It’s no secret that in recent years, the Young Adult—or “YA”—book category has been booming. But not everyone who browses young adult books is making a purchase for the teen or tween in their life. Half of these titles—some available for pre-order, some already on sale—are as excellent as reading choices for folks over 18 as they are for folks under 18.
Daughters of Jubilation by Kara Lee Corthron
A coming-of-age YA novel with a supernatural twist, the story follows Evalene “Evvie” Deschamps, a normal teen with magical abilities called “jubilation” that she inherited from generations of women in her family. Using her gifts for the ultimate greater good, she combats white supremacy and protects herself and the people she loves against evil. From an award-winning writer “unafraid of taking up difficult topics relevant to teens’ lives,” Daughters of Jubilation is one of Teen Vogue’s “Must-Read Books by Black Authors Coming out in 2020.”
The Rebellious Life of Mrs. Rosa Parks by Jeanne Theoharis and Brandy Colbert
The young adult adaption of Theoharis’s NAACP Image Award-winning biography of Rosa Parks is scheduled for a Black History Month release just ahead of the civil rights legend’s birthday on February 4. Correcting the iconography that depicts her as a quiet seamstress who birthed an entire era of resistance with her refusal to give up her bus seat, Theoharis unpacks Park’s real personhood, political philosophy and 60 years of activism.
Rebel Sisters by Tochi Onyebuchi
His last YA novel, Beasts Made of Night, was named one of Time’s 100 Best Fantasy Books of All Time. Next month, Onyebuchi continues the storytelling in a sequel set five years later. Ify is now 19 and working as a high-ranking medical officer in the Space Colonies to help refugees rebuild. When a mysterious virus breaks out among the children, she makes it her mission to figure out what’s causing the deadly disease, which means returning to the homeland she thought she’d left behind forever.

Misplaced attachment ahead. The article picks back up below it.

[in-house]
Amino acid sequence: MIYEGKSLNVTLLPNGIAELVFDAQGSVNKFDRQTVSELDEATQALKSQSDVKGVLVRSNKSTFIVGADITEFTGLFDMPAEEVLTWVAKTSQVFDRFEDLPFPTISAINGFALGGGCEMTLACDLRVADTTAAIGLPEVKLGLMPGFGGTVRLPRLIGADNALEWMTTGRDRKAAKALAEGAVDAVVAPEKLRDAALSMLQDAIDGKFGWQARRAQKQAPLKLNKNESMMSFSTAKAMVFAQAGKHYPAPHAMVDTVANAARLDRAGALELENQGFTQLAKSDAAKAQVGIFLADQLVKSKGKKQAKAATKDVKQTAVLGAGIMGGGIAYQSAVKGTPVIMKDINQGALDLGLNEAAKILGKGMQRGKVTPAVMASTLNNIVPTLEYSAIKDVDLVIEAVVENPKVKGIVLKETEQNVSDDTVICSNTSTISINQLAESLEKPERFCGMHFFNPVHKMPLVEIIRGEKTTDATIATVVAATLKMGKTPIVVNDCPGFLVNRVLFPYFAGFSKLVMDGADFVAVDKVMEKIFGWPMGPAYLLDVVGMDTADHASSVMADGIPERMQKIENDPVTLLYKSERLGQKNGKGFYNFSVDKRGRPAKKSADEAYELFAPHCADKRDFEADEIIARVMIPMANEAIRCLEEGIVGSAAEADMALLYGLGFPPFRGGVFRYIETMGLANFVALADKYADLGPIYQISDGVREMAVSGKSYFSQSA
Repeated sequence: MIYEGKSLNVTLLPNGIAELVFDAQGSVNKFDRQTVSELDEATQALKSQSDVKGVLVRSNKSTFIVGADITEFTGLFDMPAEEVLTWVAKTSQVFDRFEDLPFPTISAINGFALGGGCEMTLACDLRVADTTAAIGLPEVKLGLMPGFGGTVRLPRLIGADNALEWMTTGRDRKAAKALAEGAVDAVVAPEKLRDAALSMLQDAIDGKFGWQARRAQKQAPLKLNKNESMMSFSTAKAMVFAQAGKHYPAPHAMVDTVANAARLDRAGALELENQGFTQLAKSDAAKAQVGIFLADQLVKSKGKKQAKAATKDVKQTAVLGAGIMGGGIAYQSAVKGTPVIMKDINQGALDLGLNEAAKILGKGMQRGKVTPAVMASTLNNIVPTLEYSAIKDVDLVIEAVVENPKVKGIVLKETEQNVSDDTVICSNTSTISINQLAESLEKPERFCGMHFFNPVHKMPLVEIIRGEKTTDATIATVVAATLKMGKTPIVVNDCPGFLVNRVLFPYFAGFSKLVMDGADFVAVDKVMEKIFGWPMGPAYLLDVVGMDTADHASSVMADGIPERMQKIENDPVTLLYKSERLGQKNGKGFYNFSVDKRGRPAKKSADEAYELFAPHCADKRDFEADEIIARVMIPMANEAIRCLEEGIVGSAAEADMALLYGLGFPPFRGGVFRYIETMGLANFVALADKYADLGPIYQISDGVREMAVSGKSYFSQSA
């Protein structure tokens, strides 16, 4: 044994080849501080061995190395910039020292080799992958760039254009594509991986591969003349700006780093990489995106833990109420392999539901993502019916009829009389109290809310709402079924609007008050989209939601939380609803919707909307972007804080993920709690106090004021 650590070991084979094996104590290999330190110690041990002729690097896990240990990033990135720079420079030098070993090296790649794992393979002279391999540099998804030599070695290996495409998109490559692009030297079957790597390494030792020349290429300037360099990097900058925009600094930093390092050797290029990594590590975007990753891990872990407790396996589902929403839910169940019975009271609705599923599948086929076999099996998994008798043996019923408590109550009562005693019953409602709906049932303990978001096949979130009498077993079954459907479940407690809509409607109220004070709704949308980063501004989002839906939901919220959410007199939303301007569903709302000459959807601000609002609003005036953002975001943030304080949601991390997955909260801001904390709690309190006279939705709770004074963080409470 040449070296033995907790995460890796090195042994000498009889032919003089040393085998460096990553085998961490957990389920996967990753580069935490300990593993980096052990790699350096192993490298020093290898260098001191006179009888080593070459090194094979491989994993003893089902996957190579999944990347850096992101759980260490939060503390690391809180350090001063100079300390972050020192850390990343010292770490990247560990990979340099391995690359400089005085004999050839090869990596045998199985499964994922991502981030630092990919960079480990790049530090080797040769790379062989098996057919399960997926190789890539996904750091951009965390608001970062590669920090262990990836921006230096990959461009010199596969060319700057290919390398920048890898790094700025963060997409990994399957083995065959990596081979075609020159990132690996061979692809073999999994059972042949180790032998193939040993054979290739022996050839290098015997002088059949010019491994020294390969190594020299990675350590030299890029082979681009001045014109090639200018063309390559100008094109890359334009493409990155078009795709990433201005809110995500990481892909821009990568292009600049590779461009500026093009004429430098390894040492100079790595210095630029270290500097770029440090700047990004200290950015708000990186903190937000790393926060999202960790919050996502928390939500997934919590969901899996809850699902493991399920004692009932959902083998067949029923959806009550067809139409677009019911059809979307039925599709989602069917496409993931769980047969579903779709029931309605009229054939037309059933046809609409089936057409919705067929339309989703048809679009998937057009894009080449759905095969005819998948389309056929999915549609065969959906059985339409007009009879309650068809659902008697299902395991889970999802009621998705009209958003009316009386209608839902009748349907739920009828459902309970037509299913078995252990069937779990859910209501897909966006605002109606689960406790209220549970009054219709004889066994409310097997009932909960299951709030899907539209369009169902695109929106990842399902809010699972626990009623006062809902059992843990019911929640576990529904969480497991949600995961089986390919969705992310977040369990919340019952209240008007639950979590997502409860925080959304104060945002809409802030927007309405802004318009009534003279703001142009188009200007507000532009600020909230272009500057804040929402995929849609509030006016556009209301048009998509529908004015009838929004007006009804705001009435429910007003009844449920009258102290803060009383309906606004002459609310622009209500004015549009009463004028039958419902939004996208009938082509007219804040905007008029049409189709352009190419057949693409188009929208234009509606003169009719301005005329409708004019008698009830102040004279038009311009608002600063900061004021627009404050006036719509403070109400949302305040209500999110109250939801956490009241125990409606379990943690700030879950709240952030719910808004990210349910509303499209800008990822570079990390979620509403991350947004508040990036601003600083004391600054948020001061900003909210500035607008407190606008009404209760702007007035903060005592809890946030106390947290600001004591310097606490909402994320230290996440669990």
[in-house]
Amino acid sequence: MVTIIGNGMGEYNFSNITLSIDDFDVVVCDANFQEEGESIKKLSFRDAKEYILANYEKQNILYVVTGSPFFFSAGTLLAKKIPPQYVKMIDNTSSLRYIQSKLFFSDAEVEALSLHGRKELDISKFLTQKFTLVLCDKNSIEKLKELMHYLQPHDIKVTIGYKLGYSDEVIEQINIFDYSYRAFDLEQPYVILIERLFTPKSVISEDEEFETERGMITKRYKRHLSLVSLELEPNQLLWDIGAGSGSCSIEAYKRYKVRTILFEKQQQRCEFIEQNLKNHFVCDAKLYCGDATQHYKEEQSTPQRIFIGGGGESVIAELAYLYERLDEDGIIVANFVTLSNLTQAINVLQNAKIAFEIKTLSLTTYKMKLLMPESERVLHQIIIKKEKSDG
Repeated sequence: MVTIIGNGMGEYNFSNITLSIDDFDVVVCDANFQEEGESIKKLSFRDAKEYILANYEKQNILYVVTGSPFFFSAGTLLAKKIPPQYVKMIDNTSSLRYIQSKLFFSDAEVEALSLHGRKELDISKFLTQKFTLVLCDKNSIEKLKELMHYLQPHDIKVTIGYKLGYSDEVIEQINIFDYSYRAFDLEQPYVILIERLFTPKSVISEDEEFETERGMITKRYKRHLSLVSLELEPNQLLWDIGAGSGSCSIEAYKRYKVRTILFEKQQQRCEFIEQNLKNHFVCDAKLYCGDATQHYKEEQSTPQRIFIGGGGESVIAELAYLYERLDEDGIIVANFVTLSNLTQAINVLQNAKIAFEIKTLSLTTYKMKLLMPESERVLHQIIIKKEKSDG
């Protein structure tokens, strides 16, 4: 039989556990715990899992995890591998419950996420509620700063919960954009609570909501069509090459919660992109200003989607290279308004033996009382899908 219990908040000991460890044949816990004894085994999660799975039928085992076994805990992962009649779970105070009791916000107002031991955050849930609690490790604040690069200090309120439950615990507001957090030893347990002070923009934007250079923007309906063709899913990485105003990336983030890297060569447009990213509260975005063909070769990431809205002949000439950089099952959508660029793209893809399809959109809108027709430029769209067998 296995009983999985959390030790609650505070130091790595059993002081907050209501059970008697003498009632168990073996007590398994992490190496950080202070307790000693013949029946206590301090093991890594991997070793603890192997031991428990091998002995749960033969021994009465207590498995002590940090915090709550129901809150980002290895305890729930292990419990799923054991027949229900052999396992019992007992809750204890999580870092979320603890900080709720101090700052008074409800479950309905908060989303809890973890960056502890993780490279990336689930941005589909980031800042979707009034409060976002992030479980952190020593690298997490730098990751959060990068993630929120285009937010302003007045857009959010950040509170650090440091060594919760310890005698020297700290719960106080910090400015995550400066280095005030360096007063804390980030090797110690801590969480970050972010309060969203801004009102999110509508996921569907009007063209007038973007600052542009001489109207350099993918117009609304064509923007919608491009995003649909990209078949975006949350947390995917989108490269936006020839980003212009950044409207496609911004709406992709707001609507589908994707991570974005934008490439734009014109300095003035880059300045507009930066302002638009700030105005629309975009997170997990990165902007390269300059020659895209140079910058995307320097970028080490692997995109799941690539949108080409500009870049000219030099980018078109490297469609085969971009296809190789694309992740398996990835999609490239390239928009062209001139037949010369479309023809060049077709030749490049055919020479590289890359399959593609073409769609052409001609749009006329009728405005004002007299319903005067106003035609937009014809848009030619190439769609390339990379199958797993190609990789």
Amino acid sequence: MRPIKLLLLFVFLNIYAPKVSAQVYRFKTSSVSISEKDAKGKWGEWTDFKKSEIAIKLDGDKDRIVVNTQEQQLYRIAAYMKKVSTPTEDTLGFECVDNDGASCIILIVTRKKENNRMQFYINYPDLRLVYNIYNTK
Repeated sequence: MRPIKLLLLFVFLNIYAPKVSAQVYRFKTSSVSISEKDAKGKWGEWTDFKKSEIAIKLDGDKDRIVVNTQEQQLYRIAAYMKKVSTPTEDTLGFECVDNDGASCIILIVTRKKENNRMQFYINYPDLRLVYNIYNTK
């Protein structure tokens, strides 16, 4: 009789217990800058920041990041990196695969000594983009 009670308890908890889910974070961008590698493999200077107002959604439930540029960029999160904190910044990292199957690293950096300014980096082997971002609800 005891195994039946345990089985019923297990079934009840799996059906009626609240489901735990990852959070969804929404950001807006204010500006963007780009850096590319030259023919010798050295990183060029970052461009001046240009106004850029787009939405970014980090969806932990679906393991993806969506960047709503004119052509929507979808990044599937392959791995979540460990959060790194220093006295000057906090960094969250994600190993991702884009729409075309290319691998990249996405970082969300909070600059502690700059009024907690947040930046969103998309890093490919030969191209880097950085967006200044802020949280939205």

The Square Root of Possible: A Jingle Jangle Story and Jingle Jangle: The Invention of Jeronicus Jangle
A picture book for younger readers ages 4–8 and a middle-grade novel for 8 to 12-year-olds, both stories are based on David Talbert and Lyn Sisson-Talbert’s upcoming Netflix holiday movie Jingle Jangle: A Christmas Journey. Both books take readers on a magical Christmas adventure with eccentric toymaker Jeronicus Jangle and his precocious granddaughter, Journey. They will be available on December 1.
A Kids Book About Divorce by Ashley Simpo
Life is complex, but kids are ready to understand that complexity. Divorce affects everyone in the family and kids are left with a lot of questions. Simpo, a divorced mom of one, helps start an honest conversation about what children can expect when parents go their separate ways. The book is part of the A Kids Book About brand, a Black-owned publishing company launched by writer and father of six Jelani Memory with his first book in the series, A Kids Book About Racism.
My Voice Is a Trumpet by Jimmie Allen
Allen, a platinum-selling singer-songwriter and the first Black artist to earn two consecutive No. 1 country music hits, is publishing his debut picture book to inspire children to be themselves and embrace their ability to create change, starting when they’re young. The father of two is releasing the diversity-focused title in July 2021; the option to pre-order is available now.
Glory: Magical Visions of Black Beauty by Kahran and Regis Bethencourt
When Kaylee Hope, the girl in the book’s stunning cover shot, saw the pictures of herself, she said, “I look like a Black queen.” That’s exactly what the husband-and-wife photography team and co-owners of CreativeSoul Photography wanted to convey through the coffee table book’s majestic images—the extraordinary beauty of Blackness, particularly our Black children.
Wade Through the Pandemic by Wade and Joshua Williams
At only 5 years old, Williams is already a problem-solver. When COVID-19 disrupted the normalcy of his life, he wanted to help other kids process what was happening to them too. His book, co-written with his father, chronicles the experience of living through the pandemic—not going to school, his grandmother’s illness with the virus and the birth of his baby sister—to encourage other kids to stay positive.